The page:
The Supreme Court ruled unanimously on Tuesday that workers at Amazon warehouses don't need to be paid for the time they spend undergoing security screenings before they're released to go home.
As Bloomberg Businessweek's Josh Eidelson explains, the core question in the case was whether the security checks counted as time spent on the job. Had the Court found that they did, then the workers would have been entitled to pay under a 1938 Supreme Court ruling that held workers must be paid for time on the job. But, Eidelson notes, workers don't have to be paid for "preliminary" or "postliminary" activities like commuting. Any activity "integral or indispensable" to a job, however, merits pay under Supreme Court precedent.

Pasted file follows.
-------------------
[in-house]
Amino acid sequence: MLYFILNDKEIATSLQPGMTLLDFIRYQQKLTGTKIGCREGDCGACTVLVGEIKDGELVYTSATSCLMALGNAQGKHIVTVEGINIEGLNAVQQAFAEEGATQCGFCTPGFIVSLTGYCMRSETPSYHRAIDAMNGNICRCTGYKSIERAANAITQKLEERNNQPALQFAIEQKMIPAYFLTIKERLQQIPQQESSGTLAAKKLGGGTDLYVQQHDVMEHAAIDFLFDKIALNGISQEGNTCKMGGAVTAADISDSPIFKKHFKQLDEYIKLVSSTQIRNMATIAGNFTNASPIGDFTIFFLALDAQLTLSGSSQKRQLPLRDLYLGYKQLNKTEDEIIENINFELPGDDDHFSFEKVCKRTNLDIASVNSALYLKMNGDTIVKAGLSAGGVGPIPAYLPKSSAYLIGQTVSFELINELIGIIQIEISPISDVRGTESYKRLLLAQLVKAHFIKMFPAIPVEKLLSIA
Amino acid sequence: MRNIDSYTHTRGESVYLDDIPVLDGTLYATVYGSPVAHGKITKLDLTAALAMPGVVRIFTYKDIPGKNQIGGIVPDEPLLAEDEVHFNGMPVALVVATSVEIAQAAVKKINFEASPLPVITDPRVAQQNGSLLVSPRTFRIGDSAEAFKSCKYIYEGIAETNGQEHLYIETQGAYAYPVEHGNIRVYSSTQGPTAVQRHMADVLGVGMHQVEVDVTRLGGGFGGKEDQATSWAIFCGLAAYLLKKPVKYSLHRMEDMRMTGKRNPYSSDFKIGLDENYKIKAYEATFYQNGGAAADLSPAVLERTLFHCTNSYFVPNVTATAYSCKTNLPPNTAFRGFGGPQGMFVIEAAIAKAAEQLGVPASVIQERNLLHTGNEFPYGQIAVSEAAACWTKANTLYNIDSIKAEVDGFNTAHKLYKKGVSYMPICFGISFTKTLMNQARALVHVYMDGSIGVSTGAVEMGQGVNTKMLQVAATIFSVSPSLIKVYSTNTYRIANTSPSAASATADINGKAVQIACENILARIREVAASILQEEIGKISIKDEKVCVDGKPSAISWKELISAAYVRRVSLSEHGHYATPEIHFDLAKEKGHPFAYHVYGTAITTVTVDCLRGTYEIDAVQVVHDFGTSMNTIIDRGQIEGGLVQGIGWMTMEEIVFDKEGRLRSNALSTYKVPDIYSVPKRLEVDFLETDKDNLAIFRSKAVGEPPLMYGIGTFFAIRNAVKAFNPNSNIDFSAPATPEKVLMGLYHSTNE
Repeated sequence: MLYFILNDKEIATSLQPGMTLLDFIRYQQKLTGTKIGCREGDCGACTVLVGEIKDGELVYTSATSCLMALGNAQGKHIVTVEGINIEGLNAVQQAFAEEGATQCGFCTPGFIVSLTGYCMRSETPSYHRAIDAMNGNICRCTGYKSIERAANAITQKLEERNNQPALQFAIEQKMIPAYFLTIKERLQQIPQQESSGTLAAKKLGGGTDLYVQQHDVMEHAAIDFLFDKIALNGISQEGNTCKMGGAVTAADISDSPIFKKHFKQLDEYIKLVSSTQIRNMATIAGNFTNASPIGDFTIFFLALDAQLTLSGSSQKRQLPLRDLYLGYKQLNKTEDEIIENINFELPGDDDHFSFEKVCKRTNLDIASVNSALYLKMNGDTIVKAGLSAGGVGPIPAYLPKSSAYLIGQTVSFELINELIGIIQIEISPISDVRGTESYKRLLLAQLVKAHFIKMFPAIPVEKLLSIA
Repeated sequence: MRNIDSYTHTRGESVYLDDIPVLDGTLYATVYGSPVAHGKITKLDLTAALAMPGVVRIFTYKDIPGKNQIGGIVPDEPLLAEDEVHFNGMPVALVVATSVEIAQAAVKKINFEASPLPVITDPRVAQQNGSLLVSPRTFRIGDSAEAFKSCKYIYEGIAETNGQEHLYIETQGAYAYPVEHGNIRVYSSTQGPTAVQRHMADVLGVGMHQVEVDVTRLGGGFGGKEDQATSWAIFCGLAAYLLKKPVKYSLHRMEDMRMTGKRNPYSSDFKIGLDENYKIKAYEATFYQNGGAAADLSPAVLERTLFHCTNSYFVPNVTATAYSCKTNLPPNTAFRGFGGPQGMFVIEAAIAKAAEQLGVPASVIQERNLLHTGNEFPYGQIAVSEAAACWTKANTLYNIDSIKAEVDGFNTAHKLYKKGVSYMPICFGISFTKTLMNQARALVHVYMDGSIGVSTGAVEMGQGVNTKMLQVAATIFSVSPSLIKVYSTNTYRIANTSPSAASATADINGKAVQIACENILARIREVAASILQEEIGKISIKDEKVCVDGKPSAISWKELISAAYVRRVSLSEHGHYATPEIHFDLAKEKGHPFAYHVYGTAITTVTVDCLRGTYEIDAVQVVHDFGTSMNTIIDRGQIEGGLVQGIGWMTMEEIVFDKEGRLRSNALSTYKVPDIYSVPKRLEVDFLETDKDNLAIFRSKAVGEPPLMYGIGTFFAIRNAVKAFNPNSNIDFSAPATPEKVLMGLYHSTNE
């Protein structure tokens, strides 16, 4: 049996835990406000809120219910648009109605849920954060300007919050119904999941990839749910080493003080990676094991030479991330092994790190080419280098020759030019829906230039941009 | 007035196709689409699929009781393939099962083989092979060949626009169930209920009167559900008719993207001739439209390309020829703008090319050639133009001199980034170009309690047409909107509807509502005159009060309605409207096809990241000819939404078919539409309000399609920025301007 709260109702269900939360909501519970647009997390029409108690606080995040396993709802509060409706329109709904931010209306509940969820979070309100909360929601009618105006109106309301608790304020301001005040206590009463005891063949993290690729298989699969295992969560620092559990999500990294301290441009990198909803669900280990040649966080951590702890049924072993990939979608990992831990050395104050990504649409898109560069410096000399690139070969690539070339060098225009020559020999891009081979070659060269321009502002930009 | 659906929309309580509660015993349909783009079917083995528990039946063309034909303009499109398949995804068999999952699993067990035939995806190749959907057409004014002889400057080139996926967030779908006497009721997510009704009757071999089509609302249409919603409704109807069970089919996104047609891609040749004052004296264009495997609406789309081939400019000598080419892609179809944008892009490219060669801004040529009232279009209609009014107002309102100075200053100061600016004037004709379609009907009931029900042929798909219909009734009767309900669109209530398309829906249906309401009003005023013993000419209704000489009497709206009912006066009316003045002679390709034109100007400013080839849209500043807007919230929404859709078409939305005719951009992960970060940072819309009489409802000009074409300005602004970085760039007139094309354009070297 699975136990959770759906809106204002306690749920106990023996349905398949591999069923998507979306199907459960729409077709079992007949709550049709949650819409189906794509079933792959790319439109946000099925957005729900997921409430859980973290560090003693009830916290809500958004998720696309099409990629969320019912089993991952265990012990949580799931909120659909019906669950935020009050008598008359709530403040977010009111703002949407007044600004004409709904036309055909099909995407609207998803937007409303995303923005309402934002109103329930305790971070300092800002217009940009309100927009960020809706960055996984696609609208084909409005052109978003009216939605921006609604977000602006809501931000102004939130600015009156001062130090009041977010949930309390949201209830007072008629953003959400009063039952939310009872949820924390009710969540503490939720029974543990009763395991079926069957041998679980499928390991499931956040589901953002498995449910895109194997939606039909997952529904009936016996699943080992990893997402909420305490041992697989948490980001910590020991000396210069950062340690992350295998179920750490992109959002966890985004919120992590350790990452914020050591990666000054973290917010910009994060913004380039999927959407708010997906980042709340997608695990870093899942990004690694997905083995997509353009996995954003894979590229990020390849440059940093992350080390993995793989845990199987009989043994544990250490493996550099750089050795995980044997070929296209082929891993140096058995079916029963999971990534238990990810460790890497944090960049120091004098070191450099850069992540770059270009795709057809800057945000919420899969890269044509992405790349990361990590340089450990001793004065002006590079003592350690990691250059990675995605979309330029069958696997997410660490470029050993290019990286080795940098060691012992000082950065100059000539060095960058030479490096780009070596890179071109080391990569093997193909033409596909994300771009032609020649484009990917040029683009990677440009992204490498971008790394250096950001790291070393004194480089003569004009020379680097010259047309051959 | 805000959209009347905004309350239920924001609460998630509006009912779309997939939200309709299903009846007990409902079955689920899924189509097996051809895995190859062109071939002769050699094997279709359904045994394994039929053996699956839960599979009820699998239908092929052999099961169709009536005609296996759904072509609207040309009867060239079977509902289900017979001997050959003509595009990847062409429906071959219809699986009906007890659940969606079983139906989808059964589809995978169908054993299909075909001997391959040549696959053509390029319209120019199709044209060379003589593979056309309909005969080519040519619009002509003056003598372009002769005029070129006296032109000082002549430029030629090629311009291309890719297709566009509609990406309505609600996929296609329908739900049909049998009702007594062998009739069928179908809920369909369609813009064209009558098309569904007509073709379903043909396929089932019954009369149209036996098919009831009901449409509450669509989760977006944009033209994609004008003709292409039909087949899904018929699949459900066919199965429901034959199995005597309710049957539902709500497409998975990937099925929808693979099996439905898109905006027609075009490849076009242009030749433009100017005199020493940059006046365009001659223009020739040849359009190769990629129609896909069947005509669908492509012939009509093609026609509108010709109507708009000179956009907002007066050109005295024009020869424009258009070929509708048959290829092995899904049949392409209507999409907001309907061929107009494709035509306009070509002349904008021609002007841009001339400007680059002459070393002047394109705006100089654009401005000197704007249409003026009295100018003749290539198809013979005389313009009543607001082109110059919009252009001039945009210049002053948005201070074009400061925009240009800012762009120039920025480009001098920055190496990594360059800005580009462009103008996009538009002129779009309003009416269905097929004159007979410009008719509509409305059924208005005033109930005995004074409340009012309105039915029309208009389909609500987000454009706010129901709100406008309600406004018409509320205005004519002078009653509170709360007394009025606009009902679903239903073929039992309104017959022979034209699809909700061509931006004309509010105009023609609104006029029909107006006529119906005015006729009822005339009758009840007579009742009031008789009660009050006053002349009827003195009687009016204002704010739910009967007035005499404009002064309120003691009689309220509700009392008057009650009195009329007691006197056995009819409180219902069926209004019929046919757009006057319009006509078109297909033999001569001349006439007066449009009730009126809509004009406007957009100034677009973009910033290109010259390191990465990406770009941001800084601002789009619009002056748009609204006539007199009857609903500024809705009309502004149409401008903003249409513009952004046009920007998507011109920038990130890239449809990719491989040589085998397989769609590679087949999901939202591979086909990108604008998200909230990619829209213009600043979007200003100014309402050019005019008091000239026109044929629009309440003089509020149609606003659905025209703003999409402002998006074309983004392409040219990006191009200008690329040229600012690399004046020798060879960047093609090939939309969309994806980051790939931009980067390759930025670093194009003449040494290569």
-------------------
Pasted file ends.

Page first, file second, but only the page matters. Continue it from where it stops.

On Tuesday, the Court found that Integrity Staffing Solutions, the Amazon contractor employing the warehouse workers, wasn't obligated to pay them for the security checks. “Integrity Staffing did not employ its workers to undergo security screenings,” Justice Clarence Thomas wrote. “The screenings were not an intrinsic element of retrieving products from warehouse shelves or packaging them for shipment."
Thomas added that the contractor could simply "have eliminated the screenings altogether without impairing the employees’ ability to complete their work.”
The 9-0 ruling comes as many progressives and labor allies, including Massachusetts Sen. Elizabeth Warren, are sounding alarms about a pro-business bent on the Court.
“You follow this pro-corporate trend to its logical conclusion, and sooner or later you’ll end up with a Supreme Court that functions as a wholly owned subsidiary of big business,” Warren said last year.